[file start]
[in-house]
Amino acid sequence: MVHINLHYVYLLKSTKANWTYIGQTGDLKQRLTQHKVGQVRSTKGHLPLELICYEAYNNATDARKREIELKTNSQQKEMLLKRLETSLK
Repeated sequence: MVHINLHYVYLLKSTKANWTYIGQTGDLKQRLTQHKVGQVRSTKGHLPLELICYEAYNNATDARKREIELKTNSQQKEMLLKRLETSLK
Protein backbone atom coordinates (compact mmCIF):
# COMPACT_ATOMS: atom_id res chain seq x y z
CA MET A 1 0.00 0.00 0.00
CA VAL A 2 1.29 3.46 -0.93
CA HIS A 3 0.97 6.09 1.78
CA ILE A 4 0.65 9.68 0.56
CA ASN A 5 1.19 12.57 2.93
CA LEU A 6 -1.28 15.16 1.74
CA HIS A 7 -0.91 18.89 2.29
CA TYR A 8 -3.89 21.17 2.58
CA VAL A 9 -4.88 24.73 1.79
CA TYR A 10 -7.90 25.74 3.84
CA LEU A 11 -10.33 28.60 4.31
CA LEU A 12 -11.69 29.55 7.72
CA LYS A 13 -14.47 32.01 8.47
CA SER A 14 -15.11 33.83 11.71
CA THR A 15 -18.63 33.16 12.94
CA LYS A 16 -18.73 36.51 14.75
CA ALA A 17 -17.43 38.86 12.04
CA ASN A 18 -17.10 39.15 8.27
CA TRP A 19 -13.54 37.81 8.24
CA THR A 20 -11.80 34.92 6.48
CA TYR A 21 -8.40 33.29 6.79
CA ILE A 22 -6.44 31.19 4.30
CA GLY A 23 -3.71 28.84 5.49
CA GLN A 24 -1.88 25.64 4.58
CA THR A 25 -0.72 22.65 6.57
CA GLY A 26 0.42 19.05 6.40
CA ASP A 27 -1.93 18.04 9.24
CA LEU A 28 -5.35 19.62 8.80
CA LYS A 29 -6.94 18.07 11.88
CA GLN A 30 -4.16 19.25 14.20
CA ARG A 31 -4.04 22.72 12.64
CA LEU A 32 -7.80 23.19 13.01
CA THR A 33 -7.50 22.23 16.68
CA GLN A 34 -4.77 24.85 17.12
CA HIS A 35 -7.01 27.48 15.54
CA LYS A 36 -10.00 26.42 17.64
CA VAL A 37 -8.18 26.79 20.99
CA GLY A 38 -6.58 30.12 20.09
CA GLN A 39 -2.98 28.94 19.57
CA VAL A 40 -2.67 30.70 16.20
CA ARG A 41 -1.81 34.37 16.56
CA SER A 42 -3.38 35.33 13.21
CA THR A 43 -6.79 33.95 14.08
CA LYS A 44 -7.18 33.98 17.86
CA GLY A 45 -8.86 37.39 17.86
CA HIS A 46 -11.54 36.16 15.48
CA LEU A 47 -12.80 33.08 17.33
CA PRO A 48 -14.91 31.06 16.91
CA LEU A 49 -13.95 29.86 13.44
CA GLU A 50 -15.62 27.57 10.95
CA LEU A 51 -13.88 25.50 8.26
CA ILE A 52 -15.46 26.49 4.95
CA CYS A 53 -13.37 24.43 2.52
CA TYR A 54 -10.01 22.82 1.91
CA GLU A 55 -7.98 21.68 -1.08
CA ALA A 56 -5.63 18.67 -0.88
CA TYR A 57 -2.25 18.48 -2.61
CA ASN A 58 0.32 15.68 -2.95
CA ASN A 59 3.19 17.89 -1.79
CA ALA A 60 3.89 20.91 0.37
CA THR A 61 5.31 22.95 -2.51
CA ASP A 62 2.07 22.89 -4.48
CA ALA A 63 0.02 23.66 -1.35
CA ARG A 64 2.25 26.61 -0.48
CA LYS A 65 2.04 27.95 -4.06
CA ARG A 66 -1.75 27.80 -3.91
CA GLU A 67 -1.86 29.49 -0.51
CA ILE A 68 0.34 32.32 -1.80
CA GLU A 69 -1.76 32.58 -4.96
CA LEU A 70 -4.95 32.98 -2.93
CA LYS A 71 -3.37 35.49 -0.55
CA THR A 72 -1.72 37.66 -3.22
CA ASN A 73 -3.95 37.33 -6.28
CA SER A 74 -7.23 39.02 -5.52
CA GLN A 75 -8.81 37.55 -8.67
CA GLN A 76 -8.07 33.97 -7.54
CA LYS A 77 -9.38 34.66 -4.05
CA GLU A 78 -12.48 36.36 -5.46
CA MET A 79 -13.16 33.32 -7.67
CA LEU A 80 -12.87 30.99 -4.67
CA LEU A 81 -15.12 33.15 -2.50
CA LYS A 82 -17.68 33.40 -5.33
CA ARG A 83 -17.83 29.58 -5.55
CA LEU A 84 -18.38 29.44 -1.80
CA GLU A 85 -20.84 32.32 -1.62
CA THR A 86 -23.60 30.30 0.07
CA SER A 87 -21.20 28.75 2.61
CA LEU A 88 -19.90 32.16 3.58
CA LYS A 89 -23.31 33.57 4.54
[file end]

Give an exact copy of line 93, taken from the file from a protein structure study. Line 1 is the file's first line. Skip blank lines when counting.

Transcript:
CA LEU A 88 -19.90 32.16 3.58